"Whoso has seen the face of Aphrodite is not poor, lady; and I see it at thi_oment. But then I sought consolation in philosophy. When I came to Rome, _ried to meet Christian elders to obtain justice against Glaucus. I though_hat they would force him to yield up my wife. I became acquainted with thei_hief priest; I became acquainted with another, named Paul, who was in priso_n this city, but was liberated afterward; I became acquainted with the son o_ebedee, with Linus and Clitus and many others. I know where they lived befor_he fire, I know where they meet. I can point out one excavation in th_atican Hill and a cemetery beyond the Nomentan Gate, where they celebrat_heir shameless ceremonies. I saw the Apostle Peter. I saw how Glaucus kille_hildren, so that the Apostle might have something to sprinkle on the heads o_hose present; and I saw Lygia, the foster-child of Pomponia Graecina, wh_oasted that though unable to bring the blood of an infant, she brought th_eath of an infant, for she bewitched the little Augusta, thy daughter, _yrus, and thine, O Isis!"
"Dost hear, Caesar?" asked Poppaea.
"Can that be!" exclaimed Nero.
"I could forgive wrongs done myself," continued Chio, "but when I heard o_ours, I wanted to stab her. Unfortunately I was stopped by the nobl_inicius, who loves her."
"Vinicius? But did she not flee from him?"
"She fled, but he made search for her; he could not exist without her. Fo_retched pay I helped him in the search, and it was I who pointed out to hi_he house in which she lived among the Christians in the Trans-Tiber. We wen_here together, and with us thy wrestler Croton, whom the noble Viicius hire_o protect him. But Ursus, Lygia's slave, crushed Croton. That is a man o_readful strength, O Lord, who can break a bull's neck as easily as anothe_ight a poppy stalk. Auluae and Pomponia loved him because of that."
"By Hercules," said Nero, "the mortal who crushed Croton deserves a statue i_he Forum. But, old man, thou art mistaken or art inventing, for Viniciu_illed Croton with a knife."
"That is how people calumniate the gods. O lord, I myself saw Croton's rib_reaking in the arms of Ursus, who rushed then on Viicius and would hav_illed him but for Lygia. Vinicius was ill for a long time after that but the_ursed him in the hope that through love he would become a Christian. In fact, he did become a Christian."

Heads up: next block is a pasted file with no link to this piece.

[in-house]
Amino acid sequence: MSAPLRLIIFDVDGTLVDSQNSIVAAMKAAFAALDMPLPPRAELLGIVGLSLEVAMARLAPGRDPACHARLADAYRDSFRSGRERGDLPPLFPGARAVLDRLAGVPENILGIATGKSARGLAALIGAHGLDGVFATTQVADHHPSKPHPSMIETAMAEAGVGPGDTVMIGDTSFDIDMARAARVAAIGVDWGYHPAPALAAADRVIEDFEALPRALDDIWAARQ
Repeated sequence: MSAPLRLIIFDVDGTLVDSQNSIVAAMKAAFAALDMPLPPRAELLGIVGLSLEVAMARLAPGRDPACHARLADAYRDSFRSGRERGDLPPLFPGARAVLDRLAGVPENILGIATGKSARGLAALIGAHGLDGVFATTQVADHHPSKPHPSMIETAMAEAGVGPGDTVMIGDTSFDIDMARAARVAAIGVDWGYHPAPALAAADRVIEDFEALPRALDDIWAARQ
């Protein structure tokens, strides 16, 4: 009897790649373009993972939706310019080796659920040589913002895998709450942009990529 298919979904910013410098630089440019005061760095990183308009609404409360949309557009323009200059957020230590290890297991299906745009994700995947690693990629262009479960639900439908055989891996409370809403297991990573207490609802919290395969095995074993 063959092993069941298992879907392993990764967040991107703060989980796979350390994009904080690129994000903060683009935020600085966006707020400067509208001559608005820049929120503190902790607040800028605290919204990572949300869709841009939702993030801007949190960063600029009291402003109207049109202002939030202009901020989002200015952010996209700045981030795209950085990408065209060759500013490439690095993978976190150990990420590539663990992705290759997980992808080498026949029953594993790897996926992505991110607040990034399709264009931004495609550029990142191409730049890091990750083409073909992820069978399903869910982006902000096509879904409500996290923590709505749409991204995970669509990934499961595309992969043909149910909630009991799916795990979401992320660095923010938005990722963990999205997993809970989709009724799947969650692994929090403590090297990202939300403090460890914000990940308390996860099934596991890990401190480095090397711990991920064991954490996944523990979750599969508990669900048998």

"And, perhaps, Petronius too?" inquired Tigellinus, hurriedly. Chio squirmed, rubbed his hands, and said, —
"I admire thy penetration, O lord. He may have become one! He may very wel_ave become one."
"Now I understand why he defended the Christians."
Nero laughed: "Petronius a Christian! Petronius an enemy of life and luxury!
Be not foolish; do not ask me to believe that, since I am ready not to believ_nything."
"But the noble Vinicius became a Christian, lord. I swear by that radianc_hich comes from thee that I speak the truth, and that nothing pierces me wit_uch disgust as lying. Pomponia Graecina is a Christian, little Aulus is _hristian, Lygia is a Christian, and so is Vinicius. I served him faithfully, and in return, at the desire of Glaucus the physician, he gave command to flo_e, though I am old and was sick and hungry. And I have sworn by Hades that _ill not forget that for him. O lord, avenge my wrongs on them, and I wil_eliver to thee Peter the Apostle and Linus and Clitus and Glaucus an_rispus, the highest ones, and Lygia and Ursus. I will point out hundreds o_hem to you, thousands; I will indicate their houses of prayer, th_emeteries, all thy prisons will not hold them! Without me ye could not fin_hem. In misfortunes I have sought consolation; hitherto in philosophy alone, now I will find it in favors that will descend on me. I am old, and have no_nown life; let me begin."
"It is thy wish to be a Stoic before a full plate," said Nero. "Whoso render_ervice to thee will fill it by that same."
"Thou art not mistaken, O philosopher."
But Poppaeca did not forget her enemies. Her fancy for Vinicius was, indeed, rather a momentary whim, which had risen under the influence of jealousy, anger, and wounded vanity. Still the coolness of the young patrician touche_er deeply, and filled her heart with a stubborn feeling of offence. Thi_lone, that he had dared to prefer anothe'r, seemed to her a crime calling fo_engeance. As to Lygia, she hated her from the first moment, when the beaut_f that northern lily alarmed her, Petronius, who spoke of the too narrow hip_f the girl, might talk what he pleased into Caesar, but not into the Augusta.
Poppaea the critic understood at one cast of the eye that in all Rome Lygi_lone could rival and even surpass her. Thenceforth she vowed her ruin.
"Lord," said she, "avenge our child."
"Hasten!" cried Chio, "hasten! Otherwise Vinicius will hide her. I will poin_ut the house to which she returned after the fire."
"I will give thee ten men, and go this moment," said Tigellinus.
"O lord! thou hast not seen Croton in the arms of Ursus; if thou wilt giv_ifty men, I will only show the house from a distance. But if ye will no_mprison Vinicius, I am lost."
Tigellinus looked at Nero. "Would it not be well, O divinity, to finish a_nce with the uncle and nephew?"
Nero thought a moment and answered, —
"No, not now. People would not believe us if we tried to persuade them tha_etronius, Vinicius, or Pomponia Graecina had fired Rome. Their houses wer_oo beautiful. Their turn will come later; to-day other victims are needed."
"Then, O lord, give me soldiers as a guard," said Chilo. "See to this, Tigellinus."
"Thou wilt lodge meanwhile with me," said the prefect to Chilo. Delight beame_rom the face of the Greek.
"I will give up all! only hasten! — hasten!" cried he, with a hoarse voice.